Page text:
The adoption of solar has increased considerably over the past few years with annual energy production from solar technologies growing 39-fold from 2008 to 2017. Thanks to their superior reliability and falling costs, solar panels offer a robust and cost-effective means of generating clean, renewable energy in virtually any application or environment. More and more, home and business owners are switching to solar to reduce energy costs and their use of polluting fossil fuels, but they’re not the only ones enjoying lower electricity bills while doing right by the planet.

For America’s National Park System, the same motivations for going solar exist, along with a host of other unique drivers given the vast range of environmental extremes that exist in our nation’s wild places. Solar energy not only helps lower greenhouse gas emissions on these public lands, but it addresses the issue of powering the thousands of remote “off-grid” sites within the National Park System with minimal disruption to the environment.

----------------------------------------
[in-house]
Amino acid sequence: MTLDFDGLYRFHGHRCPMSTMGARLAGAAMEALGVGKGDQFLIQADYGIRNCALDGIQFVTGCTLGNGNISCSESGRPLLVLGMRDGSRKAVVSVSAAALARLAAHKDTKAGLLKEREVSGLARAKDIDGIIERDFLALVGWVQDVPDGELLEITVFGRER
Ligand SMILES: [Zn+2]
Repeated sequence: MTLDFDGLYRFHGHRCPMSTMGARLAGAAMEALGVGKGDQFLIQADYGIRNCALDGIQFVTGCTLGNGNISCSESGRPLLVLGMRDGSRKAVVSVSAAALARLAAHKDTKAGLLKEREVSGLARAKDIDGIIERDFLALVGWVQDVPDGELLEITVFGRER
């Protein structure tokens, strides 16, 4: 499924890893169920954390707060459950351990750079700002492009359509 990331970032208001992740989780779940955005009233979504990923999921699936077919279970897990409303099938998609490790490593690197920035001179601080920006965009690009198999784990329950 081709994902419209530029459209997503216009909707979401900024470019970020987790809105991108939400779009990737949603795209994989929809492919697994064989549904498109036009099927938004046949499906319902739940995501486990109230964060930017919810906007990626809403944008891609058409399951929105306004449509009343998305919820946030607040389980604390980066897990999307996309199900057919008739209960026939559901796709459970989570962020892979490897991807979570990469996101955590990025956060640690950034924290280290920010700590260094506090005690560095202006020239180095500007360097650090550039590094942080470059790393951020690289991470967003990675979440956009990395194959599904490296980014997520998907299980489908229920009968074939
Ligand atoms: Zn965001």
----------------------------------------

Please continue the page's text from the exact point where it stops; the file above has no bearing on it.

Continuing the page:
Paired with energy storage technologies, high-efficiency solar arrays can power critical systems for several days, even under periods of low solar generation. This ensures enhanced safety for park employees and visitors as well as minimal downtime for any emergency telecommunications equipment. Microgrids and other distributed generation can also reduce the need for expensive power lines and other grid-tied electrical infrastructure that could potentially spark a catastrophic wildfire.

The U.S. National Parks Service is officially committed to environmental stewardship and has introduced renewable energy projects to many of its sites to lower energy costs and provide reliable power even at its most remote facilities. Check out some of these exciting projects below.